RESULTS – Microcosms 58


Thank you to all you superheros who submitted a story to Round 58, and saved Microcosms from extinction! We had an impressive 18 entries this week – plus a non-kosher, just-for-fun submission from your judge…

Please keep returning to Microcosms, and retweet / spread the word about this contest among your followers and friends.

Don’t forget that Microcosms exists primarily to provide a platform for the flash fiction community to hone their skills, and secondarily to give entrants a chance of receiving an accolade from that week’s judge. We also have the vote button for anyone – not just fellow entrants – to register their favourite/favorite(s) and thus establish a Community Pick.

Remember, you can reply with a comment to any and all of the entries AT ANY TIME: It’s good to have feedback.

A slap on the wrist for me, displaying such extreme tardiness in judging MC 58. Here’s what I  belatedly have to say:

Given the superhero theme of this week’s contest, I’m so glad that the fan-fiction embargo was heeded (ahem… mostly, Stella…) and that no-one introduced The Flash into their flash fiction, risking the wrath of DC Comics!

As usual, some of you submitted entries faster than a speeding bullet, but Microcosms isn’t a ‘first past the post’ kind of event. So thanks, everyone, for taking the time to produce so many great stories. And thanks again for Stephen Shirres for hosting round 58.



Favourite / Favorite Lines

Bill Engleson – But his crimefighting ways are a little messy, criminals covered in sludge and gunk.
Ronel J. van Vuuren – The streets are safer, these lot are happy to have a look around my mansion, I’ve exceeded my exercise goals for the third week in a row…
Alva Holland – ‘…Goodnight, sir. Timmy Teddy is on your pillow. Cheerios for breakfast as usual?’
Nthato Morakabi – His laugh was a breathy, whistling sound from the constrictions in his body; an internal scar, and his arch nemesis’ greatest achievement.
Carin Marais – The latest medical advances and I still bore the tracings of lightning on my skin.
John Herbert – It perched in a precarious whirl atop his head resembling nothing so much as a Walnut Whip.
Christelle Bloem – Seriously? Which 30 year old goes to a superhero costume party?
Geoff Le Pard – That was granny’s best superpower back then: changing those bad memories into good ones.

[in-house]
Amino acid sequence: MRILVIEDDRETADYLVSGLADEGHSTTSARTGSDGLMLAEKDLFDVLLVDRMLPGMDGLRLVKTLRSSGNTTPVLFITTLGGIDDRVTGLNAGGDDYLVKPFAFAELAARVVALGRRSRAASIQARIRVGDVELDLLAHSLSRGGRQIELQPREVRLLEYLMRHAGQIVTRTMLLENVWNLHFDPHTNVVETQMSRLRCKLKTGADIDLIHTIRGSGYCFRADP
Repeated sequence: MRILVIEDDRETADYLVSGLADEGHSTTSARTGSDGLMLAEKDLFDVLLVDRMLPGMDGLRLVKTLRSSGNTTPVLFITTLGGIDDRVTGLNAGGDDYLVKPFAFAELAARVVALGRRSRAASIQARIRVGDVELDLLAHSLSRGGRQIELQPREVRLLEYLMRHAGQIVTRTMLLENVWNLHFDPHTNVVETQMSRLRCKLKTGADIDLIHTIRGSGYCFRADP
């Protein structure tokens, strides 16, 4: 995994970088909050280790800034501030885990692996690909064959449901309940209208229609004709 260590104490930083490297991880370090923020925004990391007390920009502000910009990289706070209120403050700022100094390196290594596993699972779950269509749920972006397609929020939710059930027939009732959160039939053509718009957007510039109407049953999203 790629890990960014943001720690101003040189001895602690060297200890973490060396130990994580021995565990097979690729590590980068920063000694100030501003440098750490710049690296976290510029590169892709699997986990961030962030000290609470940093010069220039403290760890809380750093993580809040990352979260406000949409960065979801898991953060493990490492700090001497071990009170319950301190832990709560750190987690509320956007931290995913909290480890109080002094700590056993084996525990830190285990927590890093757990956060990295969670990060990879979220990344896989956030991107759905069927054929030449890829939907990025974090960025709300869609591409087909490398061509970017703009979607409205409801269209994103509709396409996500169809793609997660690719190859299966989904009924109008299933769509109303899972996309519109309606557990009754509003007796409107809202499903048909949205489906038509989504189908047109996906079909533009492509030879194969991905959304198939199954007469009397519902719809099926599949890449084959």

Steve Lodge – Apparently in Belzon, it is an offence to wear a baseball cap on backwards and to show tattoos in public
Jen! – He crumpled and she quickly bound the criminal’s hand with her signature silk handkerchief.
Angelique Pacheco – Next, he appeared on the screen wearing a curtain for a cape and his specs.
A J Walker– Look obviously I haven’t had time to read it, but my researchers tell me it’s a damn good read.
Stella Turner – It was like Jackie Kennedy when she entered the White House on Jack’s arm. The world was in a frenzy due to the shape, colour and slant of that hat.
Stephen Shirres – The red of his anger almost burned through his orange tan.
Caleb Echterling – “Curse the day when that radioactive Oxford English Dictionary bit me…”
Nancy Chenier – It rumbles with a hunger that could swallow the moon.
Sian Brighal – there came the soft tinkle of breaking glass and the impression of black fabric dancing with diamond shards and silver dust motes as a caped figure burst through a window and landed before him.
Firdaus Parvez – At dawn she settled gently on every surface, corner and curve of the skyscraper and everything within, even on the man she loved.



Honorable / Honourable Mentions

Bill Engleson – Snowman, Oilbutt, Bleach Blanket Bunko and the Kangaroo King

Classic tale from the Canadian fount of humorous flash fiction. What a wonderful  notion that provincial backwaters would have to advertise for and interview minor superheroes* to deal with their local crime waves.

[ ‘Minor superheroes’? Sounds like a contradiction in terms – like ‘fun-size, giant Mars bars’. ]



Caleb Echterling – It Is an Honor to Come to the Defence of Akron’s Haberdasheries

This one had me laughing out loud. British English Speller, eschewing the spandex superhero costume in favour of a tweed suit, retrieving a cup of tea from a secret compartment in his vest (though I suspect that ought to be ‘waistcoat’), being bitten by a radioactive Oxford English Dictionary… Brilliant parody of the genre, Caleb.